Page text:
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Book excerpt | Rahul Bajaj: An Extraordinary Life by Gita Piramal

"Physically, Bajaj can never stay still. Arms wheel and fly. Toes tap. Mentally, he can be as calm as a pond without ripples when required, and his advice rarely what recipients expect to hear."

March 27, 2022 / 11:10 AM IST
Rahul Bajaj was chairman of Bajaj Auto till he resigned in April 2021. Bajaj died in Pune on February 12, 2022. (Illustration: Moneycontrol)

Rahul Bajaj was chairman of Bajaj Auto till he resigned in April 2021. Bajaj died in Pune on February 12, 2022. (Illustration: Moneycontrol)

Rahul Bajaj passed away just a few weeks before his biography - Rahul Bajaj: An Extraordinary Life by Gita Piramal - was released on March 21, 2022. Piramal had, of course, known Bajaj for a long time, and had written briefly about his leadership style in Business Maharajas in the 1990s. Her new book offers still deeper insights into the life and contributions of Rahul Bajaj.

The book starts from the beginning, as biographies are wont to do. We get a glimpse into Bajaj's formative years and education at St Stephen's College and then Harvard Business School; how he met his wife Rupa and their life in Boston; and the family's return to Akurdi. And of course Bajaj's contributions to business over the next six decades.

(from 'Rahul Bajaj: An Extraordinary Life' by Gita Piramal) (from 'Rahul Bajaj: An Extraordinary Life' by Gita Piramal)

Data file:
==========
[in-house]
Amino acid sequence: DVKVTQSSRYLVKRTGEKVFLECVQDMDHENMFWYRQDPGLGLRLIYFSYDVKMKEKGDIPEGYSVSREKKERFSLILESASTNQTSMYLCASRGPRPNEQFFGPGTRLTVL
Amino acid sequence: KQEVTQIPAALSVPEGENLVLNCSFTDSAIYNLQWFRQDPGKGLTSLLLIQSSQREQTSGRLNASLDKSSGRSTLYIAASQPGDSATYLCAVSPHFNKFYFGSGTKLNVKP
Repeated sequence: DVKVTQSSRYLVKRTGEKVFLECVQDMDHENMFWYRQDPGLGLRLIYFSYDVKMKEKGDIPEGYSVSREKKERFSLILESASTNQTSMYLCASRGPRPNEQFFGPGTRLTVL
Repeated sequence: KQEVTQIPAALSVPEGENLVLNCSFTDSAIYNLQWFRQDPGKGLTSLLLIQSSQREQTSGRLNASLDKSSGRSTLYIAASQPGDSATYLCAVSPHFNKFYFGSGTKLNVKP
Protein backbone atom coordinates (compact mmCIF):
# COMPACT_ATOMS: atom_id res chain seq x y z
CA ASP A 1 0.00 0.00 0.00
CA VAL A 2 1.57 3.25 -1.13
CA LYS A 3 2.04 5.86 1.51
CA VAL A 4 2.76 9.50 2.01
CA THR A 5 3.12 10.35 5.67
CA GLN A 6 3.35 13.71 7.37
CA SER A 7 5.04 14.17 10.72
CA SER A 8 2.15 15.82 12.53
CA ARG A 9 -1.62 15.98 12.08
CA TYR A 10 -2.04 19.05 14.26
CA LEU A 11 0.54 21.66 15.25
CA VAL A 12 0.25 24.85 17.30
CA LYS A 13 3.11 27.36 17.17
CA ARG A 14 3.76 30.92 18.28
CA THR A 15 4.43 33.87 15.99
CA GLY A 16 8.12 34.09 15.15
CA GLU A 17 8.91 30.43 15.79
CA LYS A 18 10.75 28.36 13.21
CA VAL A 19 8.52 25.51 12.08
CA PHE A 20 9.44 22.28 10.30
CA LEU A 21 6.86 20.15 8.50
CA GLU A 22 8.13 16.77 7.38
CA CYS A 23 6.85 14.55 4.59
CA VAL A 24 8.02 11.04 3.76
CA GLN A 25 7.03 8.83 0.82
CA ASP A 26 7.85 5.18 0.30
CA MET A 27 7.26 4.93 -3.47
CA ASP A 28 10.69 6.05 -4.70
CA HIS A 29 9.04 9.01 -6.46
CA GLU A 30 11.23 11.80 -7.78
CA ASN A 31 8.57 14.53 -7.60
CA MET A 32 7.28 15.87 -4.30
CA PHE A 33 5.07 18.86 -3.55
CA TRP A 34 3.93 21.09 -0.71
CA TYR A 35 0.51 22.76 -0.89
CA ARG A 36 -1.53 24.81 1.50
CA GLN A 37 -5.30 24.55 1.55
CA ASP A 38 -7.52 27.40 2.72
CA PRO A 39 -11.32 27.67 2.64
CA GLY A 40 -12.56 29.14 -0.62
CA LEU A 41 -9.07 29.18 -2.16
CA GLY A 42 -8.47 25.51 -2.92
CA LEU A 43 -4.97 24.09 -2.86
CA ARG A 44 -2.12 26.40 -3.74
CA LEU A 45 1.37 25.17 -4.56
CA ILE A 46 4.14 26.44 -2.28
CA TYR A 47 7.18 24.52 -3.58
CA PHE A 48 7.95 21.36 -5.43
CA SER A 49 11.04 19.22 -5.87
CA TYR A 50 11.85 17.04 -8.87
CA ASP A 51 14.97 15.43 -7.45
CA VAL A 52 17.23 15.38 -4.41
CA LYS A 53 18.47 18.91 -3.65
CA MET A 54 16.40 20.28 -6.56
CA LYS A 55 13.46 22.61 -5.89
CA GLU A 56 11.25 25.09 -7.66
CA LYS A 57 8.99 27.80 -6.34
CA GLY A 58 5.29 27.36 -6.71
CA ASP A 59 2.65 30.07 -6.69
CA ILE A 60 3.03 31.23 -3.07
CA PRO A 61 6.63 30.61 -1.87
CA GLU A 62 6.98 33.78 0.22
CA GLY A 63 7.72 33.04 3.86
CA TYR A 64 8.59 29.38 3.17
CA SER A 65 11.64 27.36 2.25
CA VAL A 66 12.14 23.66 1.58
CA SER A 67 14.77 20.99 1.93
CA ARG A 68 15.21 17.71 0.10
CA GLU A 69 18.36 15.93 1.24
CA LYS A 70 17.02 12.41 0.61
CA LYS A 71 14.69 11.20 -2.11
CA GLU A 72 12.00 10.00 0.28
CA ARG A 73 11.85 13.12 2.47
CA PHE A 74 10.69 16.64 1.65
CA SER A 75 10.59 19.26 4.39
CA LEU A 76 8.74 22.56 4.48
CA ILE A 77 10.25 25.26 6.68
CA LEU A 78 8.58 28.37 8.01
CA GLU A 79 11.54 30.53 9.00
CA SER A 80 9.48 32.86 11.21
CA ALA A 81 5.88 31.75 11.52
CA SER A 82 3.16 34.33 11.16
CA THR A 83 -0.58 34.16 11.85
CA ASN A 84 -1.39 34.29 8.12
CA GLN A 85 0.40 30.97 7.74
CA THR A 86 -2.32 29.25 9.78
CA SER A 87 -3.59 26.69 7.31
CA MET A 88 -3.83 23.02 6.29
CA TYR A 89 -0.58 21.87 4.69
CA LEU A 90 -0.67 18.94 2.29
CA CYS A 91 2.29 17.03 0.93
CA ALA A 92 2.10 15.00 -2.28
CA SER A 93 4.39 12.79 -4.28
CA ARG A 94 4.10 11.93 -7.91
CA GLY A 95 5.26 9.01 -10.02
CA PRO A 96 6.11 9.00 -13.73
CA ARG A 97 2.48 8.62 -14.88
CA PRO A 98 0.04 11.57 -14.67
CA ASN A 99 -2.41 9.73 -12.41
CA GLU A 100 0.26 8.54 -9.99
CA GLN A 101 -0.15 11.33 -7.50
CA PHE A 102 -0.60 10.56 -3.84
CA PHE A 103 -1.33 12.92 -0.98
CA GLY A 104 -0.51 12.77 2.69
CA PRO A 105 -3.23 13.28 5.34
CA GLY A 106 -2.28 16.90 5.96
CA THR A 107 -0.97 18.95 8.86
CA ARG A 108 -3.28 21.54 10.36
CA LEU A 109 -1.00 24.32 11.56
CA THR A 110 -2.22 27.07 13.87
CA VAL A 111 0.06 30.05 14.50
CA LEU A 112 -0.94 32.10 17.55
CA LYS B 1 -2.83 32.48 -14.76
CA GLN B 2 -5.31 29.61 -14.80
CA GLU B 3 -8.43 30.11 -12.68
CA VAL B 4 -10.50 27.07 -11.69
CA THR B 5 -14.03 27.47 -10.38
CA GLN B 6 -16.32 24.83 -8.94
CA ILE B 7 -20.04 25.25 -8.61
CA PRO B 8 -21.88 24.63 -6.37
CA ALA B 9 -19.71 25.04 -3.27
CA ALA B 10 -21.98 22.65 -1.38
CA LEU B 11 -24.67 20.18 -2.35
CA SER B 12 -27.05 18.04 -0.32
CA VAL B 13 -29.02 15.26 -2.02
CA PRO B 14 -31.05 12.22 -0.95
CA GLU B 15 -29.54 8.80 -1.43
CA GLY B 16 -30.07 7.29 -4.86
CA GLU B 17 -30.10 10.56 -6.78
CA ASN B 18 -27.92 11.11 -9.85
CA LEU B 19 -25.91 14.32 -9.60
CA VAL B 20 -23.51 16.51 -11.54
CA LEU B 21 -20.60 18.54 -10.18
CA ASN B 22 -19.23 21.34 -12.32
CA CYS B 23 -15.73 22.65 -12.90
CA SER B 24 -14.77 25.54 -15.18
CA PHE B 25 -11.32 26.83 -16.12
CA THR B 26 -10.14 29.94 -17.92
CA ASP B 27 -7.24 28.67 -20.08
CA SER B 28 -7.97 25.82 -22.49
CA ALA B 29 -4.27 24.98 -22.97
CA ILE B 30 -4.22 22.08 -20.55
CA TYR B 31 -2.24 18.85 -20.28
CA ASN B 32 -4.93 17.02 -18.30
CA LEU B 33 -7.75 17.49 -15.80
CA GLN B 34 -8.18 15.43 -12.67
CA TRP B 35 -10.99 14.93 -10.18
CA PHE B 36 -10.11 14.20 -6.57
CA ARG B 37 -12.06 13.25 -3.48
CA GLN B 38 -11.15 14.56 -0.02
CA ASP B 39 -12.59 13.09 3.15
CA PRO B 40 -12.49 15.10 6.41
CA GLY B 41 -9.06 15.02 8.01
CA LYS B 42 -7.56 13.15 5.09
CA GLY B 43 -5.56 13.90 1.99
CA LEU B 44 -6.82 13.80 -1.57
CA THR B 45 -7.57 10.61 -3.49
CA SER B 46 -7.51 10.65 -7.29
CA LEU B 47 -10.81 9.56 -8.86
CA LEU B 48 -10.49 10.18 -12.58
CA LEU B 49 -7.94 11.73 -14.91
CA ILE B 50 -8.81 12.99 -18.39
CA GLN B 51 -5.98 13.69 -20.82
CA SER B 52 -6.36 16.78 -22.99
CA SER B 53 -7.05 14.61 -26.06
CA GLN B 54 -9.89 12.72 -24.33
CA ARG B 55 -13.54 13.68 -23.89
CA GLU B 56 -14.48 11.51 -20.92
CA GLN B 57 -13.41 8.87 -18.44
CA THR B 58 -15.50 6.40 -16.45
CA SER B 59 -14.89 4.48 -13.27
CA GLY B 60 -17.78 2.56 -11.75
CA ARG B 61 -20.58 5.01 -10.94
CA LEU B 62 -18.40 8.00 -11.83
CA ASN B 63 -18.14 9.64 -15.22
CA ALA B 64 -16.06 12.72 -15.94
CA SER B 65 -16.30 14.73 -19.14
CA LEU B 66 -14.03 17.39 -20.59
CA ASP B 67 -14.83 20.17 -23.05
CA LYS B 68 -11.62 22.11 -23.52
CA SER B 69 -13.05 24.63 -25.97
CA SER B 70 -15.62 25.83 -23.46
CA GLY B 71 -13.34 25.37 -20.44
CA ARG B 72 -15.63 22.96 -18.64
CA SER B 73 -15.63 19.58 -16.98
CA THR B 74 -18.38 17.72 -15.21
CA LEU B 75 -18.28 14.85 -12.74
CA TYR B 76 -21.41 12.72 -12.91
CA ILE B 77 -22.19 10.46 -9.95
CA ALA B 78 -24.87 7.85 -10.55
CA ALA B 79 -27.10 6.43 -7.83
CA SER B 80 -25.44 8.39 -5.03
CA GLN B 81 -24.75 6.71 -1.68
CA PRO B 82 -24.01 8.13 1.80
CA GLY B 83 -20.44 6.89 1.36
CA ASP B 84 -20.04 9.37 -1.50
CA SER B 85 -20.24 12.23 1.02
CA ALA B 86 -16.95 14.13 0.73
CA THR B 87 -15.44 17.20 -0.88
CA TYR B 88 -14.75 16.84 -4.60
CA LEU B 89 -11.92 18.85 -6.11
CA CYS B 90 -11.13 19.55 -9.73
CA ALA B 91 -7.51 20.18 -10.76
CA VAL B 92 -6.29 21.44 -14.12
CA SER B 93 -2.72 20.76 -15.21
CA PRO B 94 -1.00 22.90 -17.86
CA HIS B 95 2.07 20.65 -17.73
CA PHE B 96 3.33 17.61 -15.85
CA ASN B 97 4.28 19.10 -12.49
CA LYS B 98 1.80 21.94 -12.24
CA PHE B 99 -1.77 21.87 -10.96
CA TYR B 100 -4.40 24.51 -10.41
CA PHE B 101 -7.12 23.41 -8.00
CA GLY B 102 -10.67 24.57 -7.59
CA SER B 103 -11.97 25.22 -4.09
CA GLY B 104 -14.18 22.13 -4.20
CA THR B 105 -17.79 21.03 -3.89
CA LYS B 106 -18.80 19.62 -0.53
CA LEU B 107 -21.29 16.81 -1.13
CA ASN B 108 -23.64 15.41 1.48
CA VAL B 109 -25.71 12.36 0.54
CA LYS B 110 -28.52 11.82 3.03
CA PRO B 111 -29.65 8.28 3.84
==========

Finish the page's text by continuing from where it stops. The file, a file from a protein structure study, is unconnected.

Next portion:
There are nuggets here for Indian history buffs and business history enthusiasts in equal measure.

(Bajaj, we are told, was named by Prime Minister Jawaharlal Nehru. And it is well-known that Bajaj's grandfather, Jamnalal Bajaj; father Kamalnayan; and mother Savitri were all freedom fighters. Throughout the 1960s, '70s, '80s, '90s, 2000s, and 2010s, Bajaj was responding to the economic and political climate of the country - his earlier resistance to liberalization is well-known, but there are countless other ways in which his business and personal journeys offer a ringside view of developments in India and Indian industry through these decades.)

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Journalist and business historian Gita Piramal gives us a fuller picture of Rahul Bajaj, through anecdotes and interview. The book shines a light (mostly) on the things he did well, but also highlights some areas of business (like investment in R&D, and the shift to motorcycles) where he was a bit slow to make changes.

By using anecdotes as a way to propel Bajaj's story, Piramal offers a perspective on Rahul Bajaj as she and others close to him knew him. She also gives readers the option to read the book cover-to-cover or skip to the bits or periods they find interesting.

Excerpted below is a section from the biography that is built using such interviews and anecdotes, to convey Bajaj's combination of seemingly endless energy and calm focus. Those who knew Bajaj also spoke of his ability to defuse tense situations and his people skills - both of which are also evident to some degree in this section, excerpted from the chapter "God Is in the Detail: 1968–90":